John Constantine hasn’t always been the most congenial of fellows, but he’s no friend to prejudice and oppression. This version of the character has lived through the actual end of the world, but what really exhausts him is seeing how divided and ignorant the world of 2020 is.
Si Spurrier has his finger on the pulse of the people and the result is that each issue of this series feels exactly like what we need. The last issue, which was released right before DC delayed several books, praised the National Health Services during a time when healthcare workers were under an unimaginable amount of pressure.
This latest issue may have been delayed due to the COVID-19 outbreak, but its release date couldn’t be more appropriate.
This issue is all about how hate can poison the spirit and pervert any semblance of good that may have once existed. It also shows a character understanding that hate doesn’t just come from nowhere. It festers and grows like a cancer. This issue explores the idea that hate is the oldest, darkest kind of wicked magic. It’s also about how nothing changes as long as everyone stays quiet.
Aaron Campbell has brought us some wild battles and bizarre creature designs since the launch of this series, but nothing has come close to the maelstrom of horror on display here. The manifestation of this evil is an amorphous, undefinable thing, which is an incredible choice. When John even comes close to it, he’s shown a variety of angry iconography, showing the entity itself as a representation of unfocused and indeterminate hatred.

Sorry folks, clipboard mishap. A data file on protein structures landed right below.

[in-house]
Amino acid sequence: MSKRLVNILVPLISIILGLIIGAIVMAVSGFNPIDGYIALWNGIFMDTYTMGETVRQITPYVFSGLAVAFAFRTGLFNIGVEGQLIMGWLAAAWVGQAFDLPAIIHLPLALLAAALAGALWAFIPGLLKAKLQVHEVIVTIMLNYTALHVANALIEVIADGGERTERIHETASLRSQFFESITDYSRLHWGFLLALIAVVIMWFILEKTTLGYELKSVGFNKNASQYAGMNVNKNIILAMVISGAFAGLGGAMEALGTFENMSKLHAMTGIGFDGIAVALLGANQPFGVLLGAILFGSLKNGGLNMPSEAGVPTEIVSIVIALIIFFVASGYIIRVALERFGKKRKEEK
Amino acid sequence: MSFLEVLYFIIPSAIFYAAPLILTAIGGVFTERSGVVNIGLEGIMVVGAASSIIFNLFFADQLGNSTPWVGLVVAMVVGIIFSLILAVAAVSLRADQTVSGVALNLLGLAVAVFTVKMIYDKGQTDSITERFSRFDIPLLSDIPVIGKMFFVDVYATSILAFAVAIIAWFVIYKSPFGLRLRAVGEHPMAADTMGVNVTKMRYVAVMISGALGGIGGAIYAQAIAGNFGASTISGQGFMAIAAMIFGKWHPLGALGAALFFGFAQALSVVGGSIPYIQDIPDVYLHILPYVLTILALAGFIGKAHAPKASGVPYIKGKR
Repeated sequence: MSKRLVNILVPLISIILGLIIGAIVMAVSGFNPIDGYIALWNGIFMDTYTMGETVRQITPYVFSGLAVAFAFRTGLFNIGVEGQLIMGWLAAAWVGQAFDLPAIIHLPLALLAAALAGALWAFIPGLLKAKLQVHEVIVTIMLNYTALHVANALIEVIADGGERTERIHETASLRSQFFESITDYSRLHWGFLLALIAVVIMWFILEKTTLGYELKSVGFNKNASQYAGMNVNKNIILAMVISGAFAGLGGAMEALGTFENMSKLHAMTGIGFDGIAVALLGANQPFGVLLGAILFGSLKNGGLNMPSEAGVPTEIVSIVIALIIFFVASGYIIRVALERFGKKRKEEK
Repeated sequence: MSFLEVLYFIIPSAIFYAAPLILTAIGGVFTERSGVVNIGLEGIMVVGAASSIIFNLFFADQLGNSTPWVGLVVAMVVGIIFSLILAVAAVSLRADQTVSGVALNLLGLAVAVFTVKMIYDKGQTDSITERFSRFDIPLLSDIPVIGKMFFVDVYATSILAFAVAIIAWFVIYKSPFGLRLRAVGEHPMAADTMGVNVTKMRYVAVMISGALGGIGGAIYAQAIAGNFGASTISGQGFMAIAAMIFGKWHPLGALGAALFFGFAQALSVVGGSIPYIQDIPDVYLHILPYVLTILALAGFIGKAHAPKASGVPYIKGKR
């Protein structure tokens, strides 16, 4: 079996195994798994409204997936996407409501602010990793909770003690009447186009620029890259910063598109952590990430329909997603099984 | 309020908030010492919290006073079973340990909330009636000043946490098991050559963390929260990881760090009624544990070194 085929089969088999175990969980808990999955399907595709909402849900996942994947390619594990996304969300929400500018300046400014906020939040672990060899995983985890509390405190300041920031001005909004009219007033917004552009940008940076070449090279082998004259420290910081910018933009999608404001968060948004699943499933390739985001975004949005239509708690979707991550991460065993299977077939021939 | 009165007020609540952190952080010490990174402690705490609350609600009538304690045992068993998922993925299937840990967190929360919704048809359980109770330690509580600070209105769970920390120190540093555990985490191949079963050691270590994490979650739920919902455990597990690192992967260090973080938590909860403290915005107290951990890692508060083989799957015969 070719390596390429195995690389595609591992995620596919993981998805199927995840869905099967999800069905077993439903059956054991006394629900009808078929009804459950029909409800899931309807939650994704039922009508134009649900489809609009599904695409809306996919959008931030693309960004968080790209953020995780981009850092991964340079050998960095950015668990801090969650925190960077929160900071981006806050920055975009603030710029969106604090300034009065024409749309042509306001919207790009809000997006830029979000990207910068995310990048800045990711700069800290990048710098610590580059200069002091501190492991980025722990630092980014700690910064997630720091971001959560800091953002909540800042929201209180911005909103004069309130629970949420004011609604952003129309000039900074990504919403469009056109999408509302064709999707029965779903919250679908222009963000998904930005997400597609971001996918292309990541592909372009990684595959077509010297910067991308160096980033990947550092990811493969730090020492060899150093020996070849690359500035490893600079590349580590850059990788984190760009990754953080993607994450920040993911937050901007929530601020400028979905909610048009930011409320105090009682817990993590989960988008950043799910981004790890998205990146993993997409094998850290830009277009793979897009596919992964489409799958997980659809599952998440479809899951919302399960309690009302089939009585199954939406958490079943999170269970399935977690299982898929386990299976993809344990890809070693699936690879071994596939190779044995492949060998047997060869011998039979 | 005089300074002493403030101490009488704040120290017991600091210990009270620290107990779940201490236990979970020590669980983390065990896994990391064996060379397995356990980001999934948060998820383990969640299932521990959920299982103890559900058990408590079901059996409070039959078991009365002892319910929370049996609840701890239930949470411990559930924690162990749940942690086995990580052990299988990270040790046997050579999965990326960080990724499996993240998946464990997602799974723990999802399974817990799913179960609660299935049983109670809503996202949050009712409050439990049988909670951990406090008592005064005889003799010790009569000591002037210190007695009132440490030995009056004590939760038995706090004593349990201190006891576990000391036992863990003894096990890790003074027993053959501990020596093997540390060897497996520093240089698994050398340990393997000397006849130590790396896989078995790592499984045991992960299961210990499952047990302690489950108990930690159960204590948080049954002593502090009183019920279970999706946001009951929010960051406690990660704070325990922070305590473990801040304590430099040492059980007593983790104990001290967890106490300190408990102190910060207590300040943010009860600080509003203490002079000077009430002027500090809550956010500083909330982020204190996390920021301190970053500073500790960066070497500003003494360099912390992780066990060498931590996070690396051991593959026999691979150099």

Even before John identifies how hateful and angry the entity is, we can see it for ourselves. It’s a mess of dark reds and greens and faceless evils. Campbell understands that hate doesn’t have a singular form and runs with that concept to incredible effect.
This awful force all over the place, lashing out as hard as it can with no rhyme or reason, other than to stamp out those it seems as “the other.” Campbell communicates all of this through some exceptional linework and a willingness to let this thing run wild. The “fight scenes” in this issue are the definition of “organized chaos.”
If you’re not reading Hellblazer, then please get on it. Moreover, this is the kind of story that will resonate with so many people who haven’t delved into the world of John Constantine. It’s a message that we all need to hear. There’s something ugly and wrong in the world and it needs to be overcome. As John learns here, it won’t be done by conventional methods.
This would be a standout issue of comics even if things weren’t the way they are now. The timely release of this story and the quality of the writing and artwork make this required reading. John Constantine: Hellblazer #6 is easily my favorite single issue of comics to be released this year.
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